So, what exactly are these contemporary conveniences doing to our bodies? A surgeon-led study that published in Surgical Technology International assessed what impact surgeons’ head and neck posture during surgery—a posture similar to that of smart-phone texters—has on their cervical spines. With each degree that our heads flex forward (as we stare at a screen below eye level), the strain on our spines dramatically increases. When an adult head (that weighs 10 to 12 pounds in the neutral position) tilts forward at 30 degrees, the weight seen by the spine climbs to a staggering 40 pounds, according to the study.
How pervasive of a problem is this? According to the study, the average person spends 14 to 28 hours each week with their heads tilted over a laptop, smart phone or similar device. Over the course of a year, that adds up to 700 to 1400 hours of strain and stress on our spines. As a result, the number of people dealing with headaches, achy necks and shoulders and other associated pain has skyrocketed. Trained to address postural changes and functional declines, physical therapists are well-versed in treating this modern-day phenomenon, widely known as “text neck”.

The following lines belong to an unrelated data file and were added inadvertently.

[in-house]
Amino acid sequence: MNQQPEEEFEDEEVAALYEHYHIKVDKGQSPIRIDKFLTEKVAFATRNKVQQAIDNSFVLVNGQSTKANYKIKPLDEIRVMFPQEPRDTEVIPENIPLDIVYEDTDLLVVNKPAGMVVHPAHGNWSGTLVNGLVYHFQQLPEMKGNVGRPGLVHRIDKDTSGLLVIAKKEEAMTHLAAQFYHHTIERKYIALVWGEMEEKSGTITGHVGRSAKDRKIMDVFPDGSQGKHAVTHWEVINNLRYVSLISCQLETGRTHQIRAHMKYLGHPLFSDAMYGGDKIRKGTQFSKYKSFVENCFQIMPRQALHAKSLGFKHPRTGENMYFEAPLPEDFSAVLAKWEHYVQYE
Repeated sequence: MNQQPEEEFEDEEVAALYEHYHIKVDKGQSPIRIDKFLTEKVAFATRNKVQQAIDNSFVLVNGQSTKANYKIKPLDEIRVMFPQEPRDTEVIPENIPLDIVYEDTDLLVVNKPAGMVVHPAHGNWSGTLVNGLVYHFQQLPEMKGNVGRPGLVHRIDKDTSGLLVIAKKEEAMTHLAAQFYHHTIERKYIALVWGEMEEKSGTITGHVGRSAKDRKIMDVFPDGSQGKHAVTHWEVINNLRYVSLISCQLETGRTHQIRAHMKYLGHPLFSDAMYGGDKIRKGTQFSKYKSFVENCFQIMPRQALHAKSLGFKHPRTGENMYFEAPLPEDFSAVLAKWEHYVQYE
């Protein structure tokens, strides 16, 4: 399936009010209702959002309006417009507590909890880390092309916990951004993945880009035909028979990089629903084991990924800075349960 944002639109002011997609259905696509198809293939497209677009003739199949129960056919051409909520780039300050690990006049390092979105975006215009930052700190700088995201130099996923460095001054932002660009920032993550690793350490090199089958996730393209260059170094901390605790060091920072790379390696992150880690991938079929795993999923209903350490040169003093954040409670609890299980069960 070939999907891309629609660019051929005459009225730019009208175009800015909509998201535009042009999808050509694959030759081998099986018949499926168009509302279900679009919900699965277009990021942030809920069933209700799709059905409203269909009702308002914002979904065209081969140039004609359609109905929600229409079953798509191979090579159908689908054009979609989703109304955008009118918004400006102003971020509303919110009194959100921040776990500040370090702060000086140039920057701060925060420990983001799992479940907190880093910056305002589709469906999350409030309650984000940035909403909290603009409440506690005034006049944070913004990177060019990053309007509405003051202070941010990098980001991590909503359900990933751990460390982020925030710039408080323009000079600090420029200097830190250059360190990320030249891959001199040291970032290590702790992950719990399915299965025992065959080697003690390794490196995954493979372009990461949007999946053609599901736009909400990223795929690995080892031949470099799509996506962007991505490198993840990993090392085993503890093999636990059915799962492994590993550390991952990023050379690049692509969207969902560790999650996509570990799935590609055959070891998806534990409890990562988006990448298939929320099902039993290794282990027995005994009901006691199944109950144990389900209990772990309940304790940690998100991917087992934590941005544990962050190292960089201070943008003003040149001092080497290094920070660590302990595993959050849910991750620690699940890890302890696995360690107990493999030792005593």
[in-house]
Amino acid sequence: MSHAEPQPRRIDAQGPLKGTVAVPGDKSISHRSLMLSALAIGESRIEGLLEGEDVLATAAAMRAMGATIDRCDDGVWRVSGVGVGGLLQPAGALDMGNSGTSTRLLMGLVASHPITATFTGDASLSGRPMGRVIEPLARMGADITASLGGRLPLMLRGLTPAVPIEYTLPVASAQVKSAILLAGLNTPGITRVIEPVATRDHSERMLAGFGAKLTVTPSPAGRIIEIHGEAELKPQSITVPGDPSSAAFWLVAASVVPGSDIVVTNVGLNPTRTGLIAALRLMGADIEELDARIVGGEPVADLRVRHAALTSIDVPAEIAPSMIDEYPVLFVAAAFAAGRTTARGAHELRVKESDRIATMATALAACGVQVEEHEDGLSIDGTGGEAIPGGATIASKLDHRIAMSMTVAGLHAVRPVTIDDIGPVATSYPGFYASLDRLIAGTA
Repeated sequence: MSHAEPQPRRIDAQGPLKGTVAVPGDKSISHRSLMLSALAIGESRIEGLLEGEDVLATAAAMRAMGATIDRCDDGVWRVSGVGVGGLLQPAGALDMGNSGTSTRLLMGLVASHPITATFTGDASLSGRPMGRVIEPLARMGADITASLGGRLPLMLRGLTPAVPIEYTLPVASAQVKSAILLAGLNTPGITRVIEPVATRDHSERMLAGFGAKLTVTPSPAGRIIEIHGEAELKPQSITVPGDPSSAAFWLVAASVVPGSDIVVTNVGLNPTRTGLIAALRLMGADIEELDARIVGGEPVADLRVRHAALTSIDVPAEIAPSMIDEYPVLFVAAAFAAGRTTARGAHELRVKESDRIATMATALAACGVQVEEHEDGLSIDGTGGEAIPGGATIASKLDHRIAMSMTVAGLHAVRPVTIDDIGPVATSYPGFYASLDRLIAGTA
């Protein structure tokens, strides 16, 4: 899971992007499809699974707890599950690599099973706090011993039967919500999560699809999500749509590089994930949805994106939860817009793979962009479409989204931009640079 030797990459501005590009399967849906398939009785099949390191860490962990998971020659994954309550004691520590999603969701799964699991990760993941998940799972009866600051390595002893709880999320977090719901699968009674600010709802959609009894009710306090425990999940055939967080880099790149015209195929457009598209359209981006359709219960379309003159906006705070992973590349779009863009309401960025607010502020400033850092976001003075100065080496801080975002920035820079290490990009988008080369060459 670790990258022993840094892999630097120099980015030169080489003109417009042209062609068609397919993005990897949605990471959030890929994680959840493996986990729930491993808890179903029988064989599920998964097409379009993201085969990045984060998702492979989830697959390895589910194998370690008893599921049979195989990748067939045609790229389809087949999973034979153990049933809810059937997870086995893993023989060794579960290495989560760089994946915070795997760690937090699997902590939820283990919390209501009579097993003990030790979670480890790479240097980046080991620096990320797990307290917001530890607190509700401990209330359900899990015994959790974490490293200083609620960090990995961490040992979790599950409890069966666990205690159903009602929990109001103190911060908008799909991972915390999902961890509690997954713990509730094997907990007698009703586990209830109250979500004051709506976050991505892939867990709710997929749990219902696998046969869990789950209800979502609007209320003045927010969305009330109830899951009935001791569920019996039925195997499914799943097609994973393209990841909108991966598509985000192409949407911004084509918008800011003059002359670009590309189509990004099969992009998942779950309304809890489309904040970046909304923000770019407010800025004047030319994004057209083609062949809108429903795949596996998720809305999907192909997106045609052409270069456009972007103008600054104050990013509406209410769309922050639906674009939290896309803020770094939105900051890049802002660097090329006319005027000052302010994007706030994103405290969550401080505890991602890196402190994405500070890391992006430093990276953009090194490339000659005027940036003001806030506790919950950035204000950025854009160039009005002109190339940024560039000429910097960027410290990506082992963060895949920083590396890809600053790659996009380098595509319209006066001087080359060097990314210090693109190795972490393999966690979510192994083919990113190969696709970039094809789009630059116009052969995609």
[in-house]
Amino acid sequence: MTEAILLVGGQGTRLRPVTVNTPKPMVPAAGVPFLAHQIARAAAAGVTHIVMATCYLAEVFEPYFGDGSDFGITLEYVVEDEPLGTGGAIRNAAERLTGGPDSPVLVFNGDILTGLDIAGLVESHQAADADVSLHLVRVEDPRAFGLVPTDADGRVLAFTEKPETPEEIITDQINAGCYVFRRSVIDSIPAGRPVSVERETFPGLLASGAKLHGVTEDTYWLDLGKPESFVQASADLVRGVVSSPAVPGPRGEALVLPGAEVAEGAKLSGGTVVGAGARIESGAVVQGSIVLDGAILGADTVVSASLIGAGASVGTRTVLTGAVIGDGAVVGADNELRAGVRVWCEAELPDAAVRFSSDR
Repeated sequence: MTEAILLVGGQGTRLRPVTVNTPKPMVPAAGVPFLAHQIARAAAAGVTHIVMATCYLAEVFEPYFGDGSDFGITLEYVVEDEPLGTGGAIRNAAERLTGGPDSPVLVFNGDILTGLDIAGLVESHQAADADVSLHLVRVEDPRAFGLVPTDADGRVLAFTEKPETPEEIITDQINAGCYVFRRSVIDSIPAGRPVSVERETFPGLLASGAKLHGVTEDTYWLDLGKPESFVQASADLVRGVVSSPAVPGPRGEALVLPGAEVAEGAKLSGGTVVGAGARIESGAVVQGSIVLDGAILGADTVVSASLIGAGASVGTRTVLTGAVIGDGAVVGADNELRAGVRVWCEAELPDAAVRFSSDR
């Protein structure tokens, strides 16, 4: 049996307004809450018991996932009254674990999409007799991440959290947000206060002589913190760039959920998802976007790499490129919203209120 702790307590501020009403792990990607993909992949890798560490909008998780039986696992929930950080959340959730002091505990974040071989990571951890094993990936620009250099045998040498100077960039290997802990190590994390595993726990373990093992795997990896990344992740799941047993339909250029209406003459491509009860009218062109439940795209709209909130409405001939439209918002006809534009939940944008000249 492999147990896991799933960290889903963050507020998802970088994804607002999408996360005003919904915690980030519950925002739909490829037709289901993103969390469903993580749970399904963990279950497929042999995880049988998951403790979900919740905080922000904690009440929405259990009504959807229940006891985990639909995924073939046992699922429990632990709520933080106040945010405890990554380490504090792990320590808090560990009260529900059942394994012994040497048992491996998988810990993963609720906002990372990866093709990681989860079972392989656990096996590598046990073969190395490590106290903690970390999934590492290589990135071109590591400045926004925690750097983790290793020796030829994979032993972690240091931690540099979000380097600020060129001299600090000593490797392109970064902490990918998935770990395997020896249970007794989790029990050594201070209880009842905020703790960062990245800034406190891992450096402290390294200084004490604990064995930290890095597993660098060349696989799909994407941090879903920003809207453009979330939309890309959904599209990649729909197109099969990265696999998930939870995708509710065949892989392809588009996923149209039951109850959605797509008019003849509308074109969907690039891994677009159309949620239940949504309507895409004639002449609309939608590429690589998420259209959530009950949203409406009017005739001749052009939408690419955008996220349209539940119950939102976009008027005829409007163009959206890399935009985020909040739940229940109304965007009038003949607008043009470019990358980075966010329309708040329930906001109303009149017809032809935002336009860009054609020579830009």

Over time, this type of poor posture can have a cumulative effect, leading to spine degeneration, pinched nerves and muscle strains. Scheduling an appointment with a physical therapist can help people learn how to interact with their devices without harming their spines. The PT will prescribe an at-home program that includes strategies and exercises that focus on preserving the spine and preventing long term damage.
Exercise is an important part of taking care of our spines as we age, but what we do when we’re not in motion matters, too. So next time you pick up your smart phone or curl up with your e-reader, do a quick check of your head and neck posture. Your body will thank you for years to come.
Physical Therapists Play Key Role in Reducing Frequency of ACL Injuries
A quick change in direction on the soccer field or a shaky landing following an explosive jump on the basketball court can spell trouble for the anterior cruciate ligament (ACL). Each year, the United States sees anywhere from 80,000 to 250,000 ACL injuries, resulting in about 100,000 ACL reconstructions, according to the Journal of Orthopedic and Sports Physical Therapy. Moreover, statistics show the prevalence of ACL injuries has surged in recent years alongside a spike in youth sports participation.
With a reported 36 million kids (aged 5 to 18 years) playing organized sports each year, the chances of an athlete tearing her ACL are good. The populations most at risk are young female athletes—who sustain ACL injuries nearly 10 times more often than males—and young athletes who specialize in a single sport at an early age. To avoid the physical, emotional and economic toll of such an injury, athletes are beginning to embrace preventive programs.